If you have a bed bug problem, you may feel confident that you know where to find them. They are called bed bugs, right? Unfortunately, it’s not quite that simple. So, where else can bed bugs be found in your home? The answer may shock you.
Can bed bugs live in curtains? Surprisingly, bed bugs can also live in curtains. Bed bugs cannot fly but they can reach curtains either by climbing/crawling up the curtain which is touching the ground or by climbing the wall near the curtains and onto the any part of the fabric that is touching the wall. However, curtains are not a bed bug’s preferred placed for living.
These insects are sensitive about the temperature of their environment. The ideal temperature for bed bugs to thrive is between 70 and 80 degrees Fahrenheit (from 21 to 26 degrees Celsius). Although bed bugs and their eggs can survive in both hotter and colder temperatures, this ideal temperature range enables them to reproduce and progress through their growth phases at a faster rate.
Bed bugs also tend to prefer a dark environment, making the area in or around the windows an unfavorable place for them to reside. In addition, curtains are typically located further away from their food source, making it more difficult for the bed bugs who live there to feed regularly.
So, why would bed bugs make their way onto your curtains? And what should you do if it happens? Don’t despair, if you understand the cause and take the right steps, you can manage the problem effectively. We will certainly help you with that so keep on reading!
Why Do Bed Bugs Hide in Curtains?
It makes sense that the most commonplace for bed bugs to live and lay their eggs is close to where their host sleeps or rests for long periods of time. Therefore, there has to be a good reason for them to venture to other areas of your home that are less ideal. If you do find bed bugs in your curtains, it is likely that your bed or any other place that you sit or lay still for long periods (think couches, office chairs, or even wheelchairs) are already hosting a significant number of them.
Although there is still technically room in your bed or chair for more of these tiny insects, there is an interesting reason why they won’t remain there. Bed bugs have a strange mating habit which scientists refer to as “traumatic insemination.” Male bed bugs will pierce through the female’s body at any location on her abdomen. This creates a wound. The more often a female is mated with, the more damage her body withstands.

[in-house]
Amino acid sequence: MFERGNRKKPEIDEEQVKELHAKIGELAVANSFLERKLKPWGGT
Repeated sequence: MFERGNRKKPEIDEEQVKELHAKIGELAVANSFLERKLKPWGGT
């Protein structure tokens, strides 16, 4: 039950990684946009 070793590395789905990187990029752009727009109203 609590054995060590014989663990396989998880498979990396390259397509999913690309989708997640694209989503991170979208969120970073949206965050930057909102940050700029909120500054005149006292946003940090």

A female who has mated and therefore was injured many times is less likely to successfully lay eggs. Therefore, after she has been inseminated, she will roam to new territory in order to avoid being mated with again. This is when you may start to see these insects wandering to different parts of your home, even those which don’t provide the perfect living conditions.
Bed Bug Eggs on Curtains: Is It Common?
In cases where the mattress and box spring have already been infested with a significant number of bed bugs, it is likely that you will find eggs in other parts of your home. Curtains are one of those places. Unlike other items in your room, curtains are likely to be moved only slightly throughout the day, sometimes they are not moved at all. This makes them preferable to the female for laying eggs, as opposed to other heavily trafficked items or locations in your home.
Is It Possible to Find Bed Bug Feces on the Shower Curtain?
While it is less likely to find bed bugs in the bathroom, it is a good idea to check every area of the house. As mentioned above, the greater the size of the colony and the longer you’ve had an infestation, the more likely these insects are to wander to new parts of your home. Check your shower curtain thoroughly. Most of the time if you see some dark spots those are not bed bug feces. Sometimes that can be mold or feces of other bugs/insects.
If you are 100% certain those are bed bug feces (although highly unlikely), and your shower curtain is plastic, it should be relatively easy to wipe clean. If the shower curtain is fabric, check out the guide below on how to remove the stains.
How to Get Rid of Bed Bugs in Curtains – Step by Step Instructions